What kind of attitude do you want to hear in the voice recording? Think about the end listener. What will peak their interest and attentiveness more? By taking the small amount of time to define the “who is talking” and “to whom”, you can help the person recording to provide a POV (point of view) with the right attitude. Plus, it’s a great way to provide impact and underscore the project for the client. This is a gem – often unused! For example, is this a co-worker talking to her peers or (differently) is she showing a new person the ropes? Is this an SME (subject matter expert) sharing expert information? To whom – Top management or research engineers? If your project is required information, like an annual safety review or similar, it can often be very dry material. Taking a couple minutes to think about the role of who delivers such information can energize dry material. Some more general examples of attitude can be: Strong and Authoritative. Caring and Conversational. Casual like a co-worker. Blue collar vs white collar.
  4. Proximity
    Another gem of a different color! A voice recording can be done further or closer to the microphone. We call that ‘proximity’. This can change or impact the way a listener responds. Compare whispering vs talking at a cubicle vs presenting to a room of people. Changing ‘proximity’ can create poignant moments that listeners will notice. Let your clients know about this technique as well. Used sparingly = high impact!
  5. Script Writing flow – or Writing with listening in mind
    After all the information is written, review the script for a flow of words that, when read aloud, are easy to comprehend and will engage the listener. This may be hard to find time for, depending on your client’s budget – but it is one of those quality elements that can win you a client’s loyalty. When I see a line or two in a script that I think can be phrased to flow more conversationally, I might offer it as an alternate.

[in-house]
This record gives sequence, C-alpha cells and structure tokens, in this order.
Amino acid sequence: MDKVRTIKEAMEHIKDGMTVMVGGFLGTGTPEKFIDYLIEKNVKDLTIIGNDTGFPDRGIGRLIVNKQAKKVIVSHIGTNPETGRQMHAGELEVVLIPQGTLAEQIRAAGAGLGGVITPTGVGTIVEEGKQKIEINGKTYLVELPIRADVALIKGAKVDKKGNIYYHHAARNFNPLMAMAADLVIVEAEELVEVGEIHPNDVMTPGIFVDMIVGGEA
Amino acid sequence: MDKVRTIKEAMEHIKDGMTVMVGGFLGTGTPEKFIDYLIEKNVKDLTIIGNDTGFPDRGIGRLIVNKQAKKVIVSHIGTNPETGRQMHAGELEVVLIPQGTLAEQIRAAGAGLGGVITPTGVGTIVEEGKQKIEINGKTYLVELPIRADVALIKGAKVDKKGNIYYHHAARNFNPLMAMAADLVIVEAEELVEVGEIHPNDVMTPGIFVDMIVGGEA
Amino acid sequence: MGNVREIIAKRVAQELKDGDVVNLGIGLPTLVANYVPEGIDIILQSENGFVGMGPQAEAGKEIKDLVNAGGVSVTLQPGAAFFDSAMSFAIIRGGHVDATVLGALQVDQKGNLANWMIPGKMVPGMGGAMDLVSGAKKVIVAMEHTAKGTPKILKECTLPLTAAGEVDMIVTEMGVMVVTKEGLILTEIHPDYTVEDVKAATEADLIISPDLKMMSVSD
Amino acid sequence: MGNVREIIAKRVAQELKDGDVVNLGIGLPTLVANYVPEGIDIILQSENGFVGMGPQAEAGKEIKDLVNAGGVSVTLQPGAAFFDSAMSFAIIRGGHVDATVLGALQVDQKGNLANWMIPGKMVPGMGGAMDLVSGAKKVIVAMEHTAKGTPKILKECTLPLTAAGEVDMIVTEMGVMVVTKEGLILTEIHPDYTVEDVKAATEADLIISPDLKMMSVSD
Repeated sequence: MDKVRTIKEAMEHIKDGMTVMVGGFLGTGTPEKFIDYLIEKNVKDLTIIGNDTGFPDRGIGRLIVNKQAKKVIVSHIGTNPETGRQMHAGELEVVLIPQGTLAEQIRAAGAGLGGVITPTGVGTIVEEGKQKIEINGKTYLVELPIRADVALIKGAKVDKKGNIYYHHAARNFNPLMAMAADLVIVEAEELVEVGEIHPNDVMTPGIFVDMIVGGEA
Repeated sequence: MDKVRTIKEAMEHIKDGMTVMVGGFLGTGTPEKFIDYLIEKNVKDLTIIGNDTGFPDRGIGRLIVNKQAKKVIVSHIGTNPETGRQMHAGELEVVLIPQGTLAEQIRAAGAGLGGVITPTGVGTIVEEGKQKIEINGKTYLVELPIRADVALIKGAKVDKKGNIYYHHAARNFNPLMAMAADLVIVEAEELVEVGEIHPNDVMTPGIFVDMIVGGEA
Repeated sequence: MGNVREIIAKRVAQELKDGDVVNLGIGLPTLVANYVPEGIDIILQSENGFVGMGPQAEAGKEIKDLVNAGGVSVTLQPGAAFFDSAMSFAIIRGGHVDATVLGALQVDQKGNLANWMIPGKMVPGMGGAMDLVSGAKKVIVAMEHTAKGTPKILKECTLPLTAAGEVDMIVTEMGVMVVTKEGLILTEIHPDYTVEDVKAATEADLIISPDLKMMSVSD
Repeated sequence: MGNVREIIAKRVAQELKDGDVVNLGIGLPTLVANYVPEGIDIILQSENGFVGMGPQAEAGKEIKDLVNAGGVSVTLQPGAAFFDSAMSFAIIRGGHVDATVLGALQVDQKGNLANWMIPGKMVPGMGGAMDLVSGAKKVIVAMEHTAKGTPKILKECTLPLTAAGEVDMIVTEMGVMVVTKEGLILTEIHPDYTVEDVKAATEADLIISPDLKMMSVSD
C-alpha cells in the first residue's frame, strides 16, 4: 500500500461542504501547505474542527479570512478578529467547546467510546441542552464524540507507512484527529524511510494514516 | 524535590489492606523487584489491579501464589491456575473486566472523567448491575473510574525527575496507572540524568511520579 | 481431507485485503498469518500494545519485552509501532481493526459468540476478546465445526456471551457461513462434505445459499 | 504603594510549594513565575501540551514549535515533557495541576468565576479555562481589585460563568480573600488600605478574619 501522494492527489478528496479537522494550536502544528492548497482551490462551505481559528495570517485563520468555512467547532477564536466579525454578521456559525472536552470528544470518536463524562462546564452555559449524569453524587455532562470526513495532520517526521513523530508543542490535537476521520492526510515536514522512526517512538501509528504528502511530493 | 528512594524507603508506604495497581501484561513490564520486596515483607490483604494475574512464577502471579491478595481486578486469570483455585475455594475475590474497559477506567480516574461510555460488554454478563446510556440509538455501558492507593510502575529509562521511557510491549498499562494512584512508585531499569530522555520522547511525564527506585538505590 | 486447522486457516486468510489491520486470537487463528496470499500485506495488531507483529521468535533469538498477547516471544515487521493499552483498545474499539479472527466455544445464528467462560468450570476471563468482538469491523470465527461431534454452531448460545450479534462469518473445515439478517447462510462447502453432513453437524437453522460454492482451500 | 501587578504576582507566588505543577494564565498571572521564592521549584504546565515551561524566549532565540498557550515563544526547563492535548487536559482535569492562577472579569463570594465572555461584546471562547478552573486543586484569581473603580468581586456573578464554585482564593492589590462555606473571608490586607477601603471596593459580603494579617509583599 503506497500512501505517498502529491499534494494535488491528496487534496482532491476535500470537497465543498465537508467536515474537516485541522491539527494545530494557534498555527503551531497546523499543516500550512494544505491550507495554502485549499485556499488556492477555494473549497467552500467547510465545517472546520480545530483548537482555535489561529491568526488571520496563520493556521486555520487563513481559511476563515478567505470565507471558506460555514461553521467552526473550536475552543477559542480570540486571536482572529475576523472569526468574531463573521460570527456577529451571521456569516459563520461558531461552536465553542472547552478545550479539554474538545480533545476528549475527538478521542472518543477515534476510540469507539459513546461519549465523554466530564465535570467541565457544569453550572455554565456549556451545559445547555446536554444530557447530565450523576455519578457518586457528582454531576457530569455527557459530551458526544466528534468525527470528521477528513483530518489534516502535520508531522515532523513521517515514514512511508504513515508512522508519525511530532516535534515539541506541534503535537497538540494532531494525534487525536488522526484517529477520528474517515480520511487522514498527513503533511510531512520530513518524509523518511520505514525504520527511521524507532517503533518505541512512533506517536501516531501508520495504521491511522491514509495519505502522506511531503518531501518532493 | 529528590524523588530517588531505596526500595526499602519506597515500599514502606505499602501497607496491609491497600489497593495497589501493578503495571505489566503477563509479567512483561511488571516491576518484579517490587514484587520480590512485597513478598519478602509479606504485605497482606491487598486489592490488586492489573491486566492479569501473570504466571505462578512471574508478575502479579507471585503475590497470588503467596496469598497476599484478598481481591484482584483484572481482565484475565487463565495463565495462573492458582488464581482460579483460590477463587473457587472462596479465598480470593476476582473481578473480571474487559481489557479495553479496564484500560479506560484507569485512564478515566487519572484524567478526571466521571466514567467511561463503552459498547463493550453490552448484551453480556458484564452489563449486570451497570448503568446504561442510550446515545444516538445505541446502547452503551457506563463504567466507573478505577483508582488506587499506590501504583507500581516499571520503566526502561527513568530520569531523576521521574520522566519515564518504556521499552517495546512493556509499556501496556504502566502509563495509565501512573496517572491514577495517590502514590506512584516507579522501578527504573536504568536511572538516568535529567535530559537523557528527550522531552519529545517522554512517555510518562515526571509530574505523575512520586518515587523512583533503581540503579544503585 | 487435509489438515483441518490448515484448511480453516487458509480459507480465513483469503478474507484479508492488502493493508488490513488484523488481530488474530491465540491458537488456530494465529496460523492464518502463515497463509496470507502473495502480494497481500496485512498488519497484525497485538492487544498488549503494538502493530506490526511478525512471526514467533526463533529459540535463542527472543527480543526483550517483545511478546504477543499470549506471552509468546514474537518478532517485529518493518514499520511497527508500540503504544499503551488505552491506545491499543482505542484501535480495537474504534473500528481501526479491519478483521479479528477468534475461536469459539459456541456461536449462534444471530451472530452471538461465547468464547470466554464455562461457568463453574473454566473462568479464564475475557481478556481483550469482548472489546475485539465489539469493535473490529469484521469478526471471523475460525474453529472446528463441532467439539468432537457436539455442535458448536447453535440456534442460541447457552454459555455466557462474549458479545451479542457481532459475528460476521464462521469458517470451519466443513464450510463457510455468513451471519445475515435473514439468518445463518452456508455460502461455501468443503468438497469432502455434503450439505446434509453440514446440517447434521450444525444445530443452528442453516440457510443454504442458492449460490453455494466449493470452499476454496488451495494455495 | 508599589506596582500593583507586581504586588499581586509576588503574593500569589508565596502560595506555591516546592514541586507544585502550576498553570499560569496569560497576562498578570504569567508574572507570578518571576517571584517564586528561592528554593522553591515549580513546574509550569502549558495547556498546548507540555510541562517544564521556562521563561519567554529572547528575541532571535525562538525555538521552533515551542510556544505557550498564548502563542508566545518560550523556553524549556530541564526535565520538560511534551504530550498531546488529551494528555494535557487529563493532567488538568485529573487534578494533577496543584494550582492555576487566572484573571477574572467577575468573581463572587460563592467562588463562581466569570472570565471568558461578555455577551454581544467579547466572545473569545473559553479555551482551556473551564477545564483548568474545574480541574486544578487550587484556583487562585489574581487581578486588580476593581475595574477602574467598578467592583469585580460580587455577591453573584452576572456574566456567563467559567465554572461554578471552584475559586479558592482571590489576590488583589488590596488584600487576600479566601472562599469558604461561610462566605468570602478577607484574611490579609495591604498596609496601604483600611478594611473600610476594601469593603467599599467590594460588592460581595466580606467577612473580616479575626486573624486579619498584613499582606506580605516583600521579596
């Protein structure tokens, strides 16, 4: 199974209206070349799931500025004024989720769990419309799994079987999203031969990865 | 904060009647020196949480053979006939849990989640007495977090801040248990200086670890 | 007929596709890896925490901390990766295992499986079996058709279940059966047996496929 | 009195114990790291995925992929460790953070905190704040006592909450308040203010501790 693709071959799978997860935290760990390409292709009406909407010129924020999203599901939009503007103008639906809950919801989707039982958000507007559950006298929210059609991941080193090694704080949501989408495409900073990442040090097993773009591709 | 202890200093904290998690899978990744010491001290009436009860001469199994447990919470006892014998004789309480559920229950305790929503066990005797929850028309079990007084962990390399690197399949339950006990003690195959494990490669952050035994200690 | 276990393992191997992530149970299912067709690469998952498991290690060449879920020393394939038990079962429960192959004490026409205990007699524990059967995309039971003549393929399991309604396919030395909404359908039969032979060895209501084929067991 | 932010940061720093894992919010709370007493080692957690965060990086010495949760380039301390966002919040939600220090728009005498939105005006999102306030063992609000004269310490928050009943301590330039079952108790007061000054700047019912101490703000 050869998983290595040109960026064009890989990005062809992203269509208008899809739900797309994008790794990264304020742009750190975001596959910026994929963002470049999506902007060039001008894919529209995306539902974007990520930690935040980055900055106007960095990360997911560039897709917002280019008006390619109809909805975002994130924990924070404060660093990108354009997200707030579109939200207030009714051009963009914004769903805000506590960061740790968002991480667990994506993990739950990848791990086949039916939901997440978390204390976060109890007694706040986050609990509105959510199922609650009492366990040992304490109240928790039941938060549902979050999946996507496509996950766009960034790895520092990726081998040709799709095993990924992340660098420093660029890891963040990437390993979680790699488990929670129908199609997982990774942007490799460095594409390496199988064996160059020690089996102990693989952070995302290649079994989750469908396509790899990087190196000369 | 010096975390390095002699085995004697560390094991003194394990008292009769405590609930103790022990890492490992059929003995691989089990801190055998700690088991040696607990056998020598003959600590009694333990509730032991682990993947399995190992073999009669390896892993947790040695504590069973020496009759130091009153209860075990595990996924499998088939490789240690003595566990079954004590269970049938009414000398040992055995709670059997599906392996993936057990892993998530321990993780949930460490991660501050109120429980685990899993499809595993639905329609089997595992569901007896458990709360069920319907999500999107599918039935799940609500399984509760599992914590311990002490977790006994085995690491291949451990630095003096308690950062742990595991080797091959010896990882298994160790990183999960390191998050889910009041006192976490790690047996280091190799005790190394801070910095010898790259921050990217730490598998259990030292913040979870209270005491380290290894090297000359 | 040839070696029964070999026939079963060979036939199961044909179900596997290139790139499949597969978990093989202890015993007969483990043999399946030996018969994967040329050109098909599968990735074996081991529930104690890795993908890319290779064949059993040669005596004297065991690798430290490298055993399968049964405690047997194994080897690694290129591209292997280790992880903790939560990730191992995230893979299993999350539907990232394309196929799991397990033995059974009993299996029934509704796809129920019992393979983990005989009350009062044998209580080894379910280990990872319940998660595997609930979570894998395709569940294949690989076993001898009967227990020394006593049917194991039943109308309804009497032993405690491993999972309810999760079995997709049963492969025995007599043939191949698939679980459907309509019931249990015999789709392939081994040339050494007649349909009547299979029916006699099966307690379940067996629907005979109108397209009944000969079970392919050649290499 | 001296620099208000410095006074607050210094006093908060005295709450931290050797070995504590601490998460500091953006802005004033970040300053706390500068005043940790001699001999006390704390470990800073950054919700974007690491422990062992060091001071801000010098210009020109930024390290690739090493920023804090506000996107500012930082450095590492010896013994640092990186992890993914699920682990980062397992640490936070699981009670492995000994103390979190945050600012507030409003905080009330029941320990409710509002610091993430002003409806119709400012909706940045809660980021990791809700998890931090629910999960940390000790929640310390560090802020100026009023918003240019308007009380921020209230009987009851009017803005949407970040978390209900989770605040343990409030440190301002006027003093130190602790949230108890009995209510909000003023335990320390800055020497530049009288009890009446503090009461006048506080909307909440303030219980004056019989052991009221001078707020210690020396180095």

How Social Media Is Being Used In Education: excellent infographic

How Social Media Is Being Used In Education

Here is also an IMS blog entry about the use of Twitter in education:

how social media is being used in education

The 5 Step Model to Teach Students Critical Thinking Skills

The 5 Step Model to Teach Students Critical Thinking Skills

1- Determine learning objectives
This is the initial phase where you need to identify the behaviours you want your students to exhibit and work on encapsulating these behaviours in an overarching higher order thinking schema.
2-Teach through questioning
The importance of integrating questions into instruction is uncontested. Thought-provoking questions help students explore learning from different perspectives. The art of posing well-formulated questions is regaled by a set of techniques, some of which are included in this wonderful poster: Questions A Critical Thinker Asks.